I encountered the following derivation of the Black Scholes formula for call price. It may very well be an established method but I had never seen it before so I called it an alternative derivation.

I immediately start with the slightly transformed version of the Black Scholes PDE. $z$ denoting the log spot price and $C$ denoting the call price we have

$$\frac{\partial C}{\partial t} + \left(r-\frac{1}{2}\sigma^2\right)\frac{\partial C}{\partial z} + \frac{1}{2}\sigma^2\frac{\partial^2 C}{\partial z^2} = rC$$ with the boundary condition $C(T,z) = \max(e^z-K,0)$ where $K$ is strike and $T$ is expiry.

The derivation then assumes the following form for $C$

$$C(t,z) = e^zP(t,z) - Ke^{-r(T-t)}Q(t,z)$$

and substitutes the partial derivatives into the original PDE to obtain

$$e^z\left(\frac{\partial P}{\partial t} + \left(r+\frac{1}{2}\sigma^2\right)\frac{\partial P}{\partial z} + \frac{1}{2}\sigma^2\frac{\partial^2 P}{\partial z^2}\right) - Ke^{-r(T-t)}\left(\frac{\partial Q}{\partial t} + \left(r-\frac{1}{2}\sigma^2\right)\frac{\partial Q}{\partial z} + \frac{1}{2}\sigma^2\frac{\partial^2 Q}{\partial z^2}\right)= 0$$

The bit that I don't get is that according to the derivation this somehow implies the following.

$$\frac{\partial P}{\partial t} + \left(r+\frac{1}{2}\sigma^2\right)\frac{\partial P}{\partial z} + \frac{1}{2}\sigma^2\frac{\partial^2 P}{\partial z^2} = 0$$ $$\frac{\partial Q}{\partial t} + \left(r-\frac{1}{2}\sigma^2\right)\frac{\partial Q}{\partial z} + \frac{1}{2}\sigma^2\frac{\partial^2 Q}{\partial z^2} = 0$$

Why would the individual terms be zero?

  • $\begingroup$ Well this an ansatz approach when you postulate a form of the solution to make the equation easier to solve. There is a unique solution to the problem given boundary condition so it is fine. But you have not derived anything here because to solve your ansatz you need to solve twice almost the same equation. $\endgroup$
    – Ezy
    Nov 20, 2018 at 10:56

1 Answer 1


The option pricing formula must satisfy the PDE you have derived for all values of $K$. The only way this can be the case is if the two parts that you separate are both equal to zero. Suppose the joint PDE (before you separate it into two) is satisfied for some value of $K$. But suppose that the $Q$-part in parentheses on the second line is not zero. Change the value of $K$, and your PDE will no longer be satisfied. So the second line of your PDE must be zero. Since the second line must be zero, the first line must also be zero.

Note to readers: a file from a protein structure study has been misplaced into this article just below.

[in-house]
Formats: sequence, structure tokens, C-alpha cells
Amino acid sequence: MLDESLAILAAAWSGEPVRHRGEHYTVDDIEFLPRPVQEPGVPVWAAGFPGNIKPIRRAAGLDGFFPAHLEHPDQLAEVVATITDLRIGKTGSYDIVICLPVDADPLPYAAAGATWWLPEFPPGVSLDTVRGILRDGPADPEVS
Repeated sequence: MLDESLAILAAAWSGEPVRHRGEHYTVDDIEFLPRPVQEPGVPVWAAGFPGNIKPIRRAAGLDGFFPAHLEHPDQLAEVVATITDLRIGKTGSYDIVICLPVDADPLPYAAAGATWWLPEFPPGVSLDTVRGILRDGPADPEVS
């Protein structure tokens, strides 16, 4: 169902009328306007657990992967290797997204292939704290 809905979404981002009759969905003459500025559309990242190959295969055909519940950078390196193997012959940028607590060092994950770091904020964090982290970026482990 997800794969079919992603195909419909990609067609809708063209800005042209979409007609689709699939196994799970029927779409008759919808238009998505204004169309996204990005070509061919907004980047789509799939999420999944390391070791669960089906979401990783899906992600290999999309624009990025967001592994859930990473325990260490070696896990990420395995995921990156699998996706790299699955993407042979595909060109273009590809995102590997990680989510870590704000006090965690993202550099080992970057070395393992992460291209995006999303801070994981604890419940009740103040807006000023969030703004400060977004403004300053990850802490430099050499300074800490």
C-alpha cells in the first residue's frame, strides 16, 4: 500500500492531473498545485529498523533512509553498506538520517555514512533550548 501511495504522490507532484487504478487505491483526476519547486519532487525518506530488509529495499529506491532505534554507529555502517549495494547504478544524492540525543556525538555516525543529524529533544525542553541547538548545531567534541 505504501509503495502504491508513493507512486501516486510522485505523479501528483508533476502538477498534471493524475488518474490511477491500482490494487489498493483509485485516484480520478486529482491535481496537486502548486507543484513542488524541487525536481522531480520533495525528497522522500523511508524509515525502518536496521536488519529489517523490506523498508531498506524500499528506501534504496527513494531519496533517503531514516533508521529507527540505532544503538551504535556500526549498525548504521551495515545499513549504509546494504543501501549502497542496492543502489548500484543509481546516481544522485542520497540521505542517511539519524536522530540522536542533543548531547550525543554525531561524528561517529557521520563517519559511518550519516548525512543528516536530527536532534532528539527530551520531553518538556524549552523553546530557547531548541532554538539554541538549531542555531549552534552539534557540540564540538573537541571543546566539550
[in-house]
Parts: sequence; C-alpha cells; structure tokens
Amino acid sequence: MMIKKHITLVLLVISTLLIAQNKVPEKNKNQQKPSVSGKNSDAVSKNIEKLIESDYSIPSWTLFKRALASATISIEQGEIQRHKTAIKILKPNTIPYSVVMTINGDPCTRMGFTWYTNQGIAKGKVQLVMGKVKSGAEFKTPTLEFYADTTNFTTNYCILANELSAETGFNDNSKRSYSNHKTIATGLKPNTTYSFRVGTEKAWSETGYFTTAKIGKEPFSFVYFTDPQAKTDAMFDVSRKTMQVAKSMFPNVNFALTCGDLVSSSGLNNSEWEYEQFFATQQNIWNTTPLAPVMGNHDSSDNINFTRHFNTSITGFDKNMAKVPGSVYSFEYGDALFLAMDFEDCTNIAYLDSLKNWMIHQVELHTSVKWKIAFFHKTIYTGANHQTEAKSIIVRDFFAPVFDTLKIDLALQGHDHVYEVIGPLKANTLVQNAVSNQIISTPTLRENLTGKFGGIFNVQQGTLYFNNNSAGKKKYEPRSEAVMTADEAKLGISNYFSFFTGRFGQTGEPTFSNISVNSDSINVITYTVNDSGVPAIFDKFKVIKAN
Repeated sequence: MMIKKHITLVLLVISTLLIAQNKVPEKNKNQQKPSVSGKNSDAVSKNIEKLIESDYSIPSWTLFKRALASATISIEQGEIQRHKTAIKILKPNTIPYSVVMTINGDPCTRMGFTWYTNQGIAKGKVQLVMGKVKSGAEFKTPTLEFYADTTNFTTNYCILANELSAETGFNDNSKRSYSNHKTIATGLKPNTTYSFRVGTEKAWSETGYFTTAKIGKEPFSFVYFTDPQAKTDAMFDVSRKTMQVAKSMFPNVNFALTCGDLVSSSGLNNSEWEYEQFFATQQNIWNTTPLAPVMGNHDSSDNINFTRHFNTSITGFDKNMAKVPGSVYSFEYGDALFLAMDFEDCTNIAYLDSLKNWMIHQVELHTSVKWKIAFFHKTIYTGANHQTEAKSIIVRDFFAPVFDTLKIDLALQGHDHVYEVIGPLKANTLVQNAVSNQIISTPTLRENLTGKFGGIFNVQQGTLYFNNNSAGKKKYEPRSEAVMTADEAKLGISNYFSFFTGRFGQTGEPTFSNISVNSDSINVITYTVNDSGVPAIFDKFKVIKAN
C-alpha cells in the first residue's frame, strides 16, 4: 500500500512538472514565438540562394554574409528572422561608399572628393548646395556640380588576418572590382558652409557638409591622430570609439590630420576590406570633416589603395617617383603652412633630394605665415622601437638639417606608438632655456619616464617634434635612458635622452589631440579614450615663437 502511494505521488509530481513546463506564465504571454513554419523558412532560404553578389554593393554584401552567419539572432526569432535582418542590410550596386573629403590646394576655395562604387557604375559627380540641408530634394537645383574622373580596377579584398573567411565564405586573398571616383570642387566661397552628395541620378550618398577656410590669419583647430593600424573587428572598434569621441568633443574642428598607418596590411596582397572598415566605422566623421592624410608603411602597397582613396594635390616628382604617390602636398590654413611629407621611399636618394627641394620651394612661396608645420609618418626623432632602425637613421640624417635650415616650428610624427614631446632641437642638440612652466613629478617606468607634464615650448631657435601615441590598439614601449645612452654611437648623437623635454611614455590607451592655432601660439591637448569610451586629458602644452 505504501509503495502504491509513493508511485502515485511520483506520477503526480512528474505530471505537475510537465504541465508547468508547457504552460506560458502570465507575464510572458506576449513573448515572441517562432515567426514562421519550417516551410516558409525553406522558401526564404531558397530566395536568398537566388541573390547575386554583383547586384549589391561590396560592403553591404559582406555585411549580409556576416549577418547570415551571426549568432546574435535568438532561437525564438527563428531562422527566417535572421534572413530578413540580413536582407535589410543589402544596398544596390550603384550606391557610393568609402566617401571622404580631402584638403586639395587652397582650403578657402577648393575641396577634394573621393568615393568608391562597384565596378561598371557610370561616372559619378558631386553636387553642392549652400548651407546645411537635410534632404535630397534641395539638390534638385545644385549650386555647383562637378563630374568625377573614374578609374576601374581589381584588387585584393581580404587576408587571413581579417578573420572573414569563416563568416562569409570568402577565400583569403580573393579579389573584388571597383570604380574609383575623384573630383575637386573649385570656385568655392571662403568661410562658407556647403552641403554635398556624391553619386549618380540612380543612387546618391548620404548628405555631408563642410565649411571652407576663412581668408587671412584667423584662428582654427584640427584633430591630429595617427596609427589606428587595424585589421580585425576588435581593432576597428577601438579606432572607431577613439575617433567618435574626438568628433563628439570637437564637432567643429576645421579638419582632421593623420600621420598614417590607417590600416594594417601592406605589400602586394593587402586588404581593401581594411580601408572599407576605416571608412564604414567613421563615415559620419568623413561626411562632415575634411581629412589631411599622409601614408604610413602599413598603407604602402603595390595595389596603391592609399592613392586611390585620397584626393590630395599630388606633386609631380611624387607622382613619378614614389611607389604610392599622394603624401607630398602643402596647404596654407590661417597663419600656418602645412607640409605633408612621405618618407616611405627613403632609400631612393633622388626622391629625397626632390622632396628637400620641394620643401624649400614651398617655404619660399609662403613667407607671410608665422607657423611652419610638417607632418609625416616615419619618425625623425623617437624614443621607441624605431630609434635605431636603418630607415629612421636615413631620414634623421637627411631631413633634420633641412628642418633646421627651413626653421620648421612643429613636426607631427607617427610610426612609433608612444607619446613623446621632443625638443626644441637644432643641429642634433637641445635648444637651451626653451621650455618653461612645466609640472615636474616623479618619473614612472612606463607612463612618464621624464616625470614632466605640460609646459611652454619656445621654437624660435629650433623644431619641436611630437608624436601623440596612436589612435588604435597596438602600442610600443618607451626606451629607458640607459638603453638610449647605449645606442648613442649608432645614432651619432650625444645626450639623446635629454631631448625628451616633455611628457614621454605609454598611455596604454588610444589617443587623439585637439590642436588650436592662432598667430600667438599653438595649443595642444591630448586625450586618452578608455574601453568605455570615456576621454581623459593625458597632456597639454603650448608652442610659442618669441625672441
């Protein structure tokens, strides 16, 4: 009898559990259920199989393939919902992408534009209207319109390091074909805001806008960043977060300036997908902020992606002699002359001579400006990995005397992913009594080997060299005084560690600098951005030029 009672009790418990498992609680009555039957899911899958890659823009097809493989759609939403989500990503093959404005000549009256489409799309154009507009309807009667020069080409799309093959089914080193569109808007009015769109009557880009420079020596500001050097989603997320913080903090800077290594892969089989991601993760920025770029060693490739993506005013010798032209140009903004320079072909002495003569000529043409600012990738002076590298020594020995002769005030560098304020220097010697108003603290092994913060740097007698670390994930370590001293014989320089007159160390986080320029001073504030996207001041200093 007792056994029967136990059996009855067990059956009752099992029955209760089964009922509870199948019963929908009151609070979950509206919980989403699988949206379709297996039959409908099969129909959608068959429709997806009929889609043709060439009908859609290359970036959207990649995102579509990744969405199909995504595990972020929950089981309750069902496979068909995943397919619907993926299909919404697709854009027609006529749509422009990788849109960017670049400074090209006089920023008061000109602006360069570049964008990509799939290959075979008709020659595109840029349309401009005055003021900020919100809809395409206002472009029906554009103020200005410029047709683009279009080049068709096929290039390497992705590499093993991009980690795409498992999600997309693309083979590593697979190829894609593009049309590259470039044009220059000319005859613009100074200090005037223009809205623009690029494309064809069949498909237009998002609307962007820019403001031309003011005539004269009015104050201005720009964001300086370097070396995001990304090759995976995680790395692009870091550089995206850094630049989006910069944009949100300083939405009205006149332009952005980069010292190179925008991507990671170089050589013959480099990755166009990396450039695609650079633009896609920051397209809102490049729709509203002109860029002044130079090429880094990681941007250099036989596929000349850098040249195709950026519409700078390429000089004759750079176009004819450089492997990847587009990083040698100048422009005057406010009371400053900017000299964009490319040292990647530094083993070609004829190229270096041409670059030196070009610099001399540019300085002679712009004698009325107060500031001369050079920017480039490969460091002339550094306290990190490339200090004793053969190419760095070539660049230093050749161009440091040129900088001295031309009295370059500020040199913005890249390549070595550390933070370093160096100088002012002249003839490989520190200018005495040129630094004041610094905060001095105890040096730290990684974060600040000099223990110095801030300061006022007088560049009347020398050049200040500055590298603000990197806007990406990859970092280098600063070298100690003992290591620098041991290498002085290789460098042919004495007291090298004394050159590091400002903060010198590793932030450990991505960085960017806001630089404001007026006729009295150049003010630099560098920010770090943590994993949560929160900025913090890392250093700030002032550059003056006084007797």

The solution to the $P$ differential equation is related to the price of an asset-or-nothing call, and the solution of the $Q$ differential equation is related to the price of a cash-or-nothing option.

Edited to add - this is actually not right, there are alternate $P$ and $Q$ such that the PDEs are not satisfied separately. Working on a fix . . .

  • $\begingroup$ Not sure if I fully understand your point. The functions $P$ and $Q$ depend on $K$. Consider the case $K = 0$. Then we obtain the individual PDE describing $P$ but that is then only true for $K = 0$. I don't see how that generalizes to arbitrary $K$. $\endgroup$
    – Calculon
    Nov 22, 2018 at 9:45
  • 1
    $\begingroup$ Yes, I realised my solution was broken earlier today, but was having trouble fixing it. Now I know why - the PDEs do not have to separate. There are not unique $P$ and $Q$ which are solutions to the combined PDE. For example, take the $P$ to be the Black-Scholes-Merton formula divided by $e^{z}$, and take $Q$ to be zero. That's a solution. You could also take $Q$ to be anything at all, that isn't a solution to the separate $Q$ PDE, and reverse-engineer $P$ such that the combination gives you the BSM formula. In that case, neither $P$ nor $Q$ will satisfy the individual PDEs. $\endgroup$
    – RLK
    Nov 22, 2018 at 12:44
  • 1
    $\begingroup$ So I think the best we could do would be to show that there is a particular $P$ and $Q$ such that the PDEs separate. When you write "The bit that I don't get is that according to the derivation this somehow implies the following.", you are correct not to get it, because the first PDE does not imply the second - out of the infinity many combinations of $P$ and $Q$ that satisfy the first, there is one combination such that the PDEs separate. $\endgroup$
    – RLK
    Nov 22, 2018 at 12:45
  • 1
    $\begingroup$ I'll see if I can think of a way to prove that. Otherwise, I think it has to be another conjecture, to be verified later. You've already got one conjecture, that the solution is of a particular form, maybe another won't hurt. Sorry for the broken solution. I'm used to interest rate models, where we often get a clean separation using the method I tried to apply here :( $\endgroup$
    – RLK
    Nov 22, 2018 at 12:47
  • $\begingroup$ Thank you very much for your reply. I appreciate it. $\endgroup$
    – Calculon
    Nov 22, 2018 at 13:10

Your Answer

By clicking “Post Your Answer”, you agree to our terms of service and acknowledge you have read our privacy policy.

Not the answer you're looking for? Browse other questions tagged or ask your own question.